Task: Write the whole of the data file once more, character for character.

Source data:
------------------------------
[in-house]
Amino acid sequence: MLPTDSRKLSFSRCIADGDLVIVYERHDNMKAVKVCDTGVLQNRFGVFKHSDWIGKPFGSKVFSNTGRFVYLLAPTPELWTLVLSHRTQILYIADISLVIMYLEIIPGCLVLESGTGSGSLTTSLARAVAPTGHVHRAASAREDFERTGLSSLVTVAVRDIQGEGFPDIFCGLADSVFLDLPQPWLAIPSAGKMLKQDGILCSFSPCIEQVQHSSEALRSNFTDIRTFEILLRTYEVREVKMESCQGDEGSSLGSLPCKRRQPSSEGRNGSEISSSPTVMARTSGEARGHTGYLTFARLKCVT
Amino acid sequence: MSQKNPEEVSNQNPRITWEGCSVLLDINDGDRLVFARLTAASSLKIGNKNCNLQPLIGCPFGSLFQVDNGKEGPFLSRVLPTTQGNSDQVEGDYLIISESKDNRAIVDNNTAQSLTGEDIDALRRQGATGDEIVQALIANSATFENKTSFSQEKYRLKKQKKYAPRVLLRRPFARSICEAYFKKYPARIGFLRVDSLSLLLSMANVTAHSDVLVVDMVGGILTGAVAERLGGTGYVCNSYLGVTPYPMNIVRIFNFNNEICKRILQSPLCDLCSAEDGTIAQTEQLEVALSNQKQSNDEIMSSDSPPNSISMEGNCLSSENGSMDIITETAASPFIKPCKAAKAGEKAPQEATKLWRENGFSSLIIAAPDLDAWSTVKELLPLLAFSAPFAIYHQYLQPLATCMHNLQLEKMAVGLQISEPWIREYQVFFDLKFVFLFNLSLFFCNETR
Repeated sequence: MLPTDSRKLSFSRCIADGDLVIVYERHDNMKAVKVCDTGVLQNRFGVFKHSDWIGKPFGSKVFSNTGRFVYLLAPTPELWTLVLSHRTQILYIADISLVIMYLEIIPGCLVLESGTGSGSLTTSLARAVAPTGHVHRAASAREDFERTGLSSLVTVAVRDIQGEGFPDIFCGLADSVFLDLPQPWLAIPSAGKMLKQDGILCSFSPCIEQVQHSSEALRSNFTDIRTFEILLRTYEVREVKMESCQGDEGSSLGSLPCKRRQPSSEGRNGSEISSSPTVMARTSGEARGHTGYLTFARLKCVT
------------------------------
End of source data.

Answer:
[in-house]
Amino acid sequence: MLPTDSRKLSFSRCIADGDLVIVYERHDNMKAVKVCDTGVLQNRFGVFKHSDWIGKPFGSKVFSNTGRFVYLLAPTPELWTLVLSHRTQILYIADISLVIMYLEIIPGCLVLESGTGSGSLTTSLARAVAPTGHVHRAASAREDFERTGLSSLVTVAVRDIQGEGFPDIFCGLADSVFLDLPQPWLAIPSAGKMLKQDGILCSFSPCIEQVQHSSEALRSNFTDIRTFEILLRTYEVREVKMESCQGDEGSSLGSLPCKRRQPSSEGRNGSEISSSPTVMARTSGEARGHTGYLTFARLKCVT
Amino acid sequence: MSQKNPEEVSNQNPRITWEGCSVLLDINDGDRLVFARLTAASSLKIGNKNCNLQPLIGCPFGSLFQVDNGKEGPFLSRVLPTTQGNSDQVEGDYLIISESKDNRAIVDNNTAQSLTGEDIDALRRQGATGDEIVQALIANSATFENKTSFSQEKYRLKKQKKYAPRVLLRRPFARSICEAYFKKYPARIGFLRVDSLSLLLSMANVTAHSDVLVVDMVGGILTGAVAERLGGTGYVCNSYLGVTPYPMNIVRIFNFNNEICKRILQSPLCDLCSAEDGTIAQTEQLEVALSNQKQSNDEIMSSDSPPNSISMEGNCLSSENGSMDIITETAASPFIKPCKAAKAGEKAPQEATKLWRENGFSSLIIAAPDLDAWSTVKELLPLLAFSAPFAIYHQYLQPLATCMHNLQLEKMAVGLQISEPWIREYQVFFDLKFVFLFNLSLFFCNETR
Repeated sequence: MLPTDSRKLSFSRCIADGDLVIVYERHDNMKAVKVCDTGVLQNRFGVFKHSDWIGKPFGSKVFSNTGRFVYLLAPTPELWTLVLSHRTQILYIADISLVIMYLEIIPGCLVLESGTGSGSLTTSLARAVAPTGHVHRAASAREDFERTGLSSLVTVAVRDIQGEGFPDIFCGLADSVFLDLPQPWLAIPSAGKMLKQDGILCSFSPCIEQVQHSSEALRSNFTDIRTFEILLRTYEVREVKMESCQGDEGSSLGSLPCKRRQPSSEGRNGSEISSSPTVMARTSGEARGHTGYLTFARLKCVT